How Does Racial Trauma Affect Mental Health?

Corey Emanuel, Ph.D.
3 min readFeb 18, 2021


In this second installment dedicated to the intersectionality of Black History Month and Mental Health, I felt it was important to shed light on the subject of racial trauma. Black, Indigenous and People of Color (BIPOC) experiences’ with racism often include workplace discrimination, hate crimes, or the accumulation of many small occurrences, such as everyday discrimination and microaggressions. Yet, what we don’t often talk about is its origins, and the ways in which it continues to affect our mental health, both individually and collectively.

What is Racial Trauma?

Racial Trauma is a form of race-based stress related to BIPOC individuals, and refers to their reactions to dangerous events and real or perceived experiences of racial discrimination.

Origins of Perceived Mental Illness

In May 1851, Dr. Samuel A. Cartwright, a Louisiana physician, published a paper entitled, “Report On The Diseases and Physical Peculiarities Of The Negro race.” He claimed that Blacks who fled slavery suffered from drapetomania, a disease he believed justified enslavement as a therapeutic necessity.

Drapetomania in his words: “Drapetomania is from draptise. A runaway slave is mania mad or crazy. It is unknown to our medical authorities, although its diagnostic symptoms be absconding from service, is well known to our planters and overseers. In noticing a disease that, therefore, is hitherto classed among the long list of maladies that man is subject to, it was necessary to have a new term to express it. The cause in most cases that induces the Negro to run away from service is as much a disease of the mind as any other species of mental alienation, and much more curable as a general rule. With the advantages of proper medical advice strictly followed, this troublesome practice that many Negroes have of running away can be almost entirely prevented, although the slaves are located on the borders of a free state within a stone’s throw of abolitionists.”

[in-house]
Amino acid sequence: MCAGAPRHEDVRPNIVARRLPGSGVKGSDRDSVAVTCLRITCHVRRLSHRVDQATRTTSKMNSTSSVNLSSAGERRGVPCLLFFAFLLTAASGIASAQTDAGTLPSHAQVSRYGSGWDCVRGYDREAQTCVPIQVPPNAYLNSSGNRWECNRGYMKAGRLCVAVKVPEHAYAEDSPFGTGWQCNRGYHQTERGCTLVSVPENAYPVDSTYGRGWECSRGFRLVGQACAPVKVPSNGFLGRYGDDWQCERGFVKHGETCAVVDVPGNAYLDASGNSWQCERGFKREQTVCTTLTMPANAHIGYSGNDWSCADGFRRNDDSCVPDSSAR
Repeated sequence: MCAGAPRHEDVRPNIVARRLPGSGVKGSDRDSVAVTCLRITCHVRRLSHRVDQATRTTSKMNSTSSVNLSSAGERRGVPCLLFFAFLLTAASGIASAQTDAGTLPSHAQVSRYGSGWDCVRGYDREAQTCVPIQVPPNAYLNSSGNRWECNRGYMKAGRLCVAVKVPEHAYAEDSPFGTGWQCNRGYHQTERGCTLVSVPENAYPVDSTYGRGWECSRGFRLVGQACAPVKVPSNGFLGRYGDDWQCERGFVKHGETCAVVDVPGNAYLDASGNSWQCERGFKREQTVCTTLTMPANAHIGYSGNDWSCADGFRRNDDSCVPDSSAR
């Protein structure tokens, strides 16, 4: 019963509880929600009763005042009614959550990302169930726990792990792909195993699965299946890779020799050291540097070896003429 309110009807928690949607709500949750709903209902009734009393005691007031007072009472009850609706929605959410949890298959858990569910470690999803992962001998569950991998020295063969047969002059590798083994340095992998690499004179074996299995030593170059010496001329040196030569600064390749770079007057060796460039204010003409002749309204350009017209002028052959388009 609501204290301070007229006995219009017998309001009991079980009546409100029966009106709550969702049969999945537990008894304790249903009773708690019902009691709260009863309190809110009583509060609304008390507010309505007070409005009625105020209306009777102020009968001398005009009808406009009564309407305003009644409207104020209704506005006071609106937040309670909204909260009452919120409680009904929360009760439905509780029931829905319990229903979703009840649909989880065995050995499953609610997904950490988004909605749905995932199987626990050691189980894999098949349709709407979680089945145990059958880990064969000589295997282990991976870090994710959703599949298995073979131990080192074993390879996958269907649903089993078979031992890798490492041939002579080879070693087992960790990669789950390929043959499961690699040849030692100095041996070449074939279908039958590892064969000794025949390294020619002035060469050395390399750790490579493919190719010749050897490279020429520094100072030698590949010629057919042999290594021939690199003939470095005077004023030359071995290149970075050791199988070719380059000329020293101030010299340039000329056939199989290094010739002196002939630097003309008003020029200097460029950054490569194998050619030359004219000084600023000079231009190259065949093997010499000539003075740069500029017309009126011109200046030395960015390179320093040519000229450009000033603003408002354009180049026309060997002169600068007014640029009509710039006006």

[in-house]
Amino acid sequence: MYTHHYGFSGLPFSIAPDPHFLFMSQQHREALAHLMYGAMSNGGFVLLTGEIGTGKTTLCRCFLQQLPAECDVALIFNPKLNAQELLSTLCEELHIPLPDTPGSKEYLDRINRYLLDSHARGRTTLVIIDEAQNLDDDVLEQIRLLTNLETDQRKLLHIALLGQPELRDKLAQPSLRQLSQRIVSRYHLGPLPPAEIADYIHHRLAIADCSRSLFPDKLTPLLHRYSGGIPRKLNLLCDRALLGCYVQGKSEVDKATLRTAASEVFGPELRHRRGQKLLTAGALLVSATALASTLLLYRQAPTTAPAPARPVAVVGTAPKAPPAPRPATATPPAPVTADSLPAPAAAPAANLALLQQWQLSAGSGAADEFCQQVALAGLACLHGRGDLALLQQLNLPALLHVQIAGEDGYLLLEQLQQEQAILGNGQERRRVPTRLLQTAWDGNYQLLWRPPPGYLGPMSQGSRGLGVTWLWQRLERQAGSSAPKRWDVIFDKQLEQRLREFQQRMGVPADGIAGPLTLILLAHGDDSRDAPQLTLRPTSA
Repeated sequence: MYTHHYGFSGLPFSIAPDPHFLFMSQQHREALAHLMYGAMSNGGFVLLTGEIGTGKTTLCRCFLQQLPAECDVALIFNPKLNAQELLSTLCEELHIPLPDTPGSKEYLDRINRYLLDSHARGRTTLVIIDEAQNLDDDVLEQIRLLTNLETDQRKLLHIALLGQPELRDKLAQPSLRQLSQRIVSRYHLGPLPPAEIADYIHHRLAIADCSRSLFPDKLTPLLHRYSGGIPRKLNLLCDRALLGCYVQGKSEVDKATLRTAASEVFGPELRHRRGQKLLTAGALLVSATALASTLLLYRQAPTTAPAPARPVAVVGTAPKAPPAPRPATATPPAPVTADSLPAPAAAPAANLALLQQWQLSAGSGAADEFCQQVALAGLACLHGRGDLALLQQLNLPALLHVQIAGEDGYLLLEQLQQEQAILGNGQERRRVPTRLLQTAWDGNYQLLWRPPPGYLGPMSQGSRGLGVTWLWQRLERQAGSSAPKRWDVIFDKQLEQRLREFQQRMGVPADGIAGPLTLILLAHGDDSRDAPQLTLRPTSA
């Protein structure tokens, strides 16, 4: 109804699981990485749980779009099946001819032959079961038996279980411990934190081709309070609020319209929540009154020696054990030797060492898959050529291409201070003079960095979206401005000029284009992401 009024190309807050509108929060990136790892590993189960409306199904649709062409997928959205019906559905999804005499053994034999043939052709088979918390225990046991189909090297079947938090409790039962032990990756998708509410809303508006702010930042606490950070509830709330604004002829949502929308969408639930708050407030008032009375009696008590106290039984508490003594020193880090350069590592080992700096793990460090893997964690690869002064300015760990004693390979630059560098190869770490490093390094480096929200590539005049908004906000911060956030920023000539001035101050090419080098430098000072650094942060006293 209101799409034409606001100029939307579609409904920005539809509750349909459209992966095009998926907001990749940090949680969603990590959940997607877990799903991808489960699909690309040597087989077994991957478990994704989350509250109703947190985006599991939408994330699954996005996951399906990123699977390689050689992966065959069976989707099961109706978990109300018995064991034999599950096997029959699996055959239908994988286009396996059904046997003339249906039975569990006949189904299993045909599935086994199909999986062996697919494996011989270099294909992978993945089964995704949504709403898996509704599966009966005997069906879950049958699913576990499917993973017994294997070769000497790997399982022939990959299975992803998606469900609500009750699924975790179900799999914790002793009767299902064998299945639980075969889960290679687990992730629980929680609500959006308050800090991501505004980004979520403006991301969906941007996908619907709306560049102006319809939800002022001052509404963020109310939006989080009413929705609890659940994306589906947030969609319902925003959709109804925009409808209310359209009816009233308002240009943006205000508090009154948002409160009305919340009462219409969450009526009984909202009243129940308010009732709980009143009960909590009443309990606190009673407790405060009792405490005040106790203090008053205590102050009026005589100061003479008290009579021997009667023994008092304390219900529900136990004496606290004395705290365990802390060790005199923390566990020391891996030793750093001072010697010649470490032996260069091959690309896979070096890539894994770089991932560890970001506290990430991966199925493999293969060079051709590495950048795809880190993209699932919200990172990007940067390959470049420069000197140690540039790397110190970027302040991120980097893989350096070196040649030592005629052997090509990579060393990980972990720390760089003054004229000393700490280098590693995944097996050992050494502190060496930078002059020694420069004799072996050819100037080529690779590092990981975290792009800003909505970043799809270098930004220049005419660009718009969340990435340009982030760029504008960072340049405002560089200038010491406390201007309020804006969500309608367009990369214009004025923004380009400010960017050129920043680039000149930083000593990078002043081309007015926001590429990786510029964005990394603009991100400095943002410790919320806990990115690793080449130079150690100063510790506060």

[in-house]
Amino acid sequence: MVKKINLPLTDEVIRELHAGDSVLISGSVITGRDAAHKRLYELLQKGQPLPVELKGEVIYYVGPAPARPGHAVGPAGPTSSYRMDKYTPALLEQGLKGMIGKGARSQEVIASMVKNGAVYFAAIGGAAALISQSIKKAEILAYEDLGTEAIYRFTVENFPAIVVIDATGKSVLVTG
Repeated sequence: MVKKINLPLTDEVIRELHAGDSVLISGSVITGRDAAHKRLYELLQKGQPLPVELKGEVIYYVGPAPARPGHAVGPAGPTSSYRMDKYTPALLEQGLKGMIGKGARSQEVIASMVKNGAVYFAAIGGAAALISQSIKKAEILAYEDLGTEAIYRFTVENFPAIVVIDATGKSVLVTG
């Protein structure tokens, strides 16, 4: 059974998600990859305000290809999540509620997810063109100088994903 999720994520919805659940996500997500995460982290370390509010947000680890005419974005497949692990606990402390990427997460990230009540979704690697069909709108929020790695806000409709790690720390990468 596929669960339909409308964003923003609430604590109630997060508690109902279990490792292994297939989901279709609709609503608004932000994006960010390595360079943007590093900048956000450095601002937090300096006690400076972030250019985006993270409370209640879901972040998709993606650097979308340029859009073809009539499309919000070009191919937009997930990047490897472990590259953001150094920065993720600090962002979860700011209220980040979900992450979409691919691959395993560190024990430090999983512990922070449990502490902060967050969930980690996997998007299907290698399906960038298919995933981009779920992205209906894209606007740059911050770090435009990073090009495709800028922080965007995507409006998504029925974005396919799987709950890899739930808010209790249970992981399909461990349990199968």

Racial Trauma Symptoms

Although similar to post-traumatic stress disorder (PTSD) in symptoms such as hyper-vigilance to threat, flashbacks, nightmares, avoidance, suspiciousness, and somatic expressions such as headaches, heart palpitations, among others, racial trauma differs from PTSD in that it involves ongoing injuries due to the exposure (direct and/or vicarious) and re-exposure to race-based stress.

In addition to psychological and physical effects, racial trauma causes hidden wounds to individuals, groups, and communities.

Racial trauma occurs in a sociopolitical context and an ongoing basis.

Uncovering the Wound that is Racial Trauma

The breadth of the BIPOC experience — slavery, lynching, oppression, racism — has had a devastating impact on individuals’ mental health. Dr. Joy Degruy developed a theory which addresses the residual impacts of generations of slavery, in particular, known as P.T.S.S., or post-traumatic slave syndrome.

P.T.S.S. is a condition that exists as a consequence of multigenerational oppression of Africans and their descendants resulting from centuries of chattel slavery. A form of slavery which was predicated on the belief that African Americans were inherently/genetically inferior to whites. This was then followed by institutionalized racism which continues to perpetuate injury.

Healing from Racial Trauma

60% of Black Americans endorse at least one experience of racial discrimination in their lifetime, and findings suggest that the links between experiences of racial discrimination and negative health outcomes are stronger for Black Americans than for any other group. Being seen, heard, and knowing that you matter is essential not only to your existence but also your healing. The American Psychological Association urges those who are experiencing trauma in the aftermath of race-related stress to practice self-care. Connect with family, friends and other community support people, talk about your feelings and limit your exposure and that of your children to news media and viral videos. And as always, seek professional help from a licensed mental health professional if you need it.



Corey Emanuel, Ph.D.

Corey Emanuel is a media psychologist and writer-producer. He is also an author, host, and founder of Men Talking Shift.